Saturday 01 Oct 2016

More Girl Talk
Matt Seinberg

Chatter overheard in the lunchroom goes far beyond what a fertile mind can imagine or make up. Truth is stranger than fiction. This is the second time, I can remember, walking into the middle of a conversation and wanting to laugh aloud because of what I heard at that particular moment.


I listened, a bit, before chiming into the conversation.

I got my lunch together, sat down at my usual table. I sat and listened to a conversation for a few minutes before I chimed it. Let me set the scene. Lisa, Lexi and Rosy were having lunch and discussing pregnancy, having babies and so forth.

Lexi is the only one that has a child, a girl, who is two years old. Lisa is engaged; her betrothed has two teenage boys from previous relationships. Rosy is single, loves to go out and right now has no interest in kids.

By the time I chime in, I heard Lexi tell us all about her pregnancy, twenty hours in labour and, finally, the delivery. She offered such vivid detail most people wouldn't want to hear it while eating lunch. As for me, being the inquisitive type that I am, I’m listening; ears wide open. I know that this is something I want to write of, for sure.

As Lexi is spinning her tale of birth, while Lisa is making faces, as if to say, "I never want to be pregnant!" When she says it aloud, we all laugh at her. I'm regaling the three girls of how different Marcy’s two pregnancies were.


My daughters had births as different as they are young adults, today.

With Michelle, Marcy didn't have any morning sickness and it was an easy pregnancy. The delivery itself gave us all a bit of a scare, as the doctor had to "vacuum" out Michelle; it appeared she was stuck. Marcy couldn't feel anything to push anymore, as the epidural took hold a little too late.

I still tease Michelle that she was slowpoke who didn't want to leave her womb with a view.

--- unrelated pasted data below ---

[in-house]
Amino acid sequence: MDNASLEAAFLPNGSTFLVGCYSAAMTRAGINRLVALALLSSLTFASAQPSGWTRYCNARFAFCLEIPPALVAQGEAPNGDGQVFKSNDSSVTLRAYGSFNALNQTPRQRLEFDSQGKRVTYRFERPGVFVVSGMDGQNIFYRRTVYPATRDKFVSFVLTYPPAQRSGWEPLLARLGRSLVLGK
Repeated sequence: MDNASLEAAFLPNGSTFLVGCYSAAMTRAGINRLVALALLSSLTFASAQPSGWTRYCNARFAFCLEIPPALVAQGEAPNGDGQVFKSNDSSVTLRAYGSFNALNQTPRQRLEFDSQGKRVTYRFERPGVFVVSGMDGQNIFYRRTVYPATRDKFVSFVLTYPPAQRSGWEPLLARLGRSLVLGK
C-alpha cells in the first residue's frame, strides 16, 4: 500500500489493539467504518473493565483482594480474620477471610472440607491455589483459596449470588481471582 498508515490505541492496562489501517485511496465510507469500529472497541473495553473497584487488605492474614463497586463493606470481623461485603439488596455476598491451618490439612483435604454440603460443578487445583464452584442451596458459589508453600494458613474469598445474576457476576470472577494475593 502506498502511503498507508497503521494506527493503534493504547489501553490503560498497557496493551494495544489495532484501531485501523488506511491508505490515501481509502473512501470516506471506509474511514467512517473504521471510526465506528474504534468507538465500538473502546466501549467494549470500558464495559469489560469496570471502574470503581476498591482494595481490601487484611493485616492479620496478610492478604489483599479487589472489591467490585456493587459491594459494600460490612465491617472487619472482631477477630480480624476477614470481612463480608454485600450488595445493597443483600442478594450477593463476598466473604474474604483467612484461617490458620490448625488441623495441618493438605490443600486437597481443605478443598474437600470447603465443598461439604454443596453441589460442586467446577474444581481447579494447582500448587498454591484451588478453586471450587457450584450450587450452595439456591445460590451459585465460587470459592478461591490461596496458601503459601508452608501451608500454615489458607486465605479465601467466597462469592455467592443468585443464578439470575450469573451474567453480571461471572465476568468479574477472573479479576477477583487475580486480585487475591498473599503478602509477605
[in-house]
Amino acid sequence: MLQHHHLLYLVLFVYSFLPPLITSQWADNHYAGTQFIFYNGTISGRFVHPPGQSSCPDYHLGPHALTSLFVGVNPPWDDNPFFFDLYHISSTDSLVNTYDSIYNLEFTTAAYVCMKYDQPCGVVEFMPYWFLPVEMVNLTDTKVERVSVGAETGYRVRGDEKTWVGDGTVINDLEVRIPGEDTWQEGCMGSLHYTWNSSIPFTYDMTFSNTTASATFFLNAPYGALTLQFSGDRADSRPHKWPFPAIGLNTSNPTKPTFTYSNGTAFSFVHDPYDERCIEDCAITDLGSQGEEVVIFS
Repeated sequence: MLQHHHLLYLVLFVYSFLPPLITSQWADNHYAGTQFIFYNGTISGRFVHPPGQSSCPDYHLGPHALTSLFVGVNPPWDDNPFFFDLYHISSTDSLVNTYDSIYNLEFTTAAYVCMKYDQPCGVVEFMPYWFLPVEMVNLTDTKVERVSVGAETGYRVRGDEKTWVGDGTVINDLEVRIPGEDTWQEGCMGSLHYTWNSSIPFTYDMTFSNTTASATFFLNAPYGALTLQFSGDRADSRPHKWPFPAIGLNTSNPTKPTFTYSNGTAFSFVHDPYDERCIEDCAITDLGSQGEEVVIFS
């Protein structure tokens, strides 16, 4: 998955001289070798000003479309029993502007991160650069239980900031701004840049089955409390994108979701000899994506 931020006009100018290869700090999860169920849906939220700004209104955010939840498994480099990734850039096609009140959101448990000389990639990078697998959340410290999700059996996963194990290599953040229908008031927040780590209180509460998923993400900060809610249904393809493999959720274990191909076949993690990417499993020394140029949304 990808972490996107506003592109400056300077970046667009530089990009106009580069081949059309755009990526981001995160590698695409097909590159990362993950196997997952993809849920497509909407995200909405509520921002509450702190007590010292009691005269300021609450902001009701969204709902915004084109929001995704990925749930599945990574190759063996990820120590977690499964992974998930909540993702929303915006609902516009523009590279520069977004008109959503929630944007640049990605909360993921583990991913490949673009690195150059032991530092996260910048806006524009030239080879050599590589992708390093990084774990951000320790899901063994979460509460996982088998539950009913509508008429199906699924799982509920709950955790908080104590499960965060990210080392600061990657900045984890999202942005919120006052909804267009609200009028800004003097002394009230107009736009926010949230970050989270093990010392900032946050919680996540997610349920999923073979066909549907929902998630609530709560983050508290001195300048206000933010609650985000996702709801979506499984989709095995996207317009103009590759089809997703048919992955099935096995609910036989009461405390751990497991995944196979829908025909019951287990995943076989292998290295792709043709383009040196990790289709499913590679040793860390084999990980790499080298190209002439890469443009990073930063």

Melissa was quite the opposite. The best way I can describe her delivery is this; she slid out like a greased pig. It was if Marcy gave one good push, and there she was.

To this day, they are still different in every possible way.

Lexi told us she was in labor for twenty hours and didn't have an epidural until it was too late. When her baby finally s delivered, her boyfriend told her that pooped on the delivery table. She of course denied it, but since she couldn't feel anything below the waist, she really doesn't know what happened.

Then they're talking about vaginal delivery versus a C-Section delivery. As Lexi is describing both in detail Lisa is holding herself and saying that nothing is going to be coming out of her vagina. Sitting there and listening is like driving by a car accident; you know it's wrong, but it's just too interesting to miss.

Listening to Lexi talk of her delivery, in vivid detail, especially how female bodies change after having kids was totally freaking out Lisa. Come on, her mother had four kids, didn't she ever talk to her about it?


Birthing is not a good topic for lunch-time conversations.

In sum, guys and girls, be careful what you talk about at lunch. The embarrassment you save may be your own.

 

 

 

 

 

 

 

 

Matt Seinberg lives on Long Island, a few minutes east of New York City. He looks at everything around him and notices much. Somewhat less cynical than dyed in the wool New Yorkers, Seinberg believes those who don't see what he does like reading about what he sees and what it means to him. Seinberg columns revel in the silly little things of life and laughter as well as much well-directed anger at inept, foolish public officials. Mostly, Seinberg writes for those who laugh easily at their own foibles as well as those of others.

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